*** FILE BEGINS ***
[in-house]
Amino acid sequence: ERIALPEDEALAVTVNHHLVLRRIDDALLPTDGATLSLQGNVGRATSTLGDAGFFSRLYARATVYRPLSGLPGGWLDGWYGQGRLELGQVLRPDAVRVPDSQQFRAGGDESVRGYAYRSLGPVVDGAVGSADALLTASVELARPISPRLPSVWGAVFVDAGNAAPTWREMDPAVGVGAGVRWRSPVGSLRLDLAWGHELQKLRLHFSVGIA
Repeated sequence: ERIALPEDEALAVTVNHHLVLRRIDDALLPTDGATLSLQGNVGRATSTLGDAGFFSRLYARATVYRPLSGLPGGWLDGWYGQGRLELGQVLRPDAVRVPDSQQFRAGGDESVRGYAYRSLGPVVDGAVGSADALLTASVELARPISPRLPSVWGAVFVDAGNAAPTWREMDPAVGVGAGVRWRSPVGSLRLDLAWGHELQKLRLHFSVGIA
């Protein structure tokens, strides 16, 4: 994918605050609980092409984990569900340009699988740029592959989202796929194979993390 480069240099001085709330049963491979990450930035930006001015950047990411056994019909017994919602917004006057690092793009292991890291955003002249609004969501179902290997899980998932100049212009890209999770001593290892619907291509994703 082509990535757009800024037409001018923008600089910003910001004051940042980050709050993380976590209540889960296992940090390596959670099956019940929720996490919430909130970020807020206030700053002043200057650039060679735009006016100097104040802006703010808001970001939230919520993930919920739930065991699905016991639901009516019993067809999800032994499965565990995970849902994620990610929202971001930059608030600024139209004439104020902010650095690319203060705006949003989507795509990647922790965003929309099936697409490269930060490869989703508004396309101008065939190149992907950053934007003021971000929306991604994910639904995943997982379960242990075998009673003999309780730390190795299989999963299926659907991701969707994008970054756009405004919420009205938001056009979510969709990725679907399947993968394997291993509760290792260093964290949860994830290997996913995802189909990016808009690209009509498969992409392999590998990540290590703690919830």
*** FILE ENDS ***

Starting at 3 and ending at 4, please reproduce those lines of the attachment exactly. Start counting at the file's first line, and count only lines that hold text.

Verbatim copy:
Repeated sequence: ERIALPEDEALAVTVNHHLVLRRIDDALLPTDGATLSLQGNVGRATSTLGDAGFFSRLYARATVYRPLSGLPGGWLDGWYGQGRLELGQVLRPDAVRVPDSQQFRAGGDESVRGYAYRSLGPVVDGAVGSADALLTASVELARPISPRLPSVWGAVFVDAGNAAPTWREMDPAVGVGAGVRWRSPVGSLRLDLAWGHELQKLRLHFSVGIA
């Protein structure tokens, strides 16, 4: 994918605050609980092409984990569900340009699988740029592959989202796929194979993390 480069240099001085709330049963491979990450930035930006001015950047990411056994019909017994919602917004006057690092793009292991890291955003002249609004969501179902290997899980998932100049212009890209999770001593290892619907291509994703 082509990535757009800024037409001018923008600089910003910001004051940042980050709050993380976590209540889960296992940090390596959670099956019940929720996490919430909130970020807020206030700053002043200057650039060679735009006016100097104040802006703010808001970001939230919520993930919920739930065991699905016991639901009516019993067809999800032994499965565990995970849902994620990610929202971001930059608030600024139209004439104020902010650095690319203060705006949003989507795509990647922790965003929309099936697409490269930060490869989703508004396309101008065939190149992907950053934007003021971000929306991604994910639904995943997982379960242990075998009673003999309780730390190795299989999963299926659907991701969707994008970054756009405004919420009205938001056009979510969709990725679907399947993968394997291993509760290792260093964290949860994830290997996913995802189909990016808009690209009509498969992409392999590998990540290590703690919830």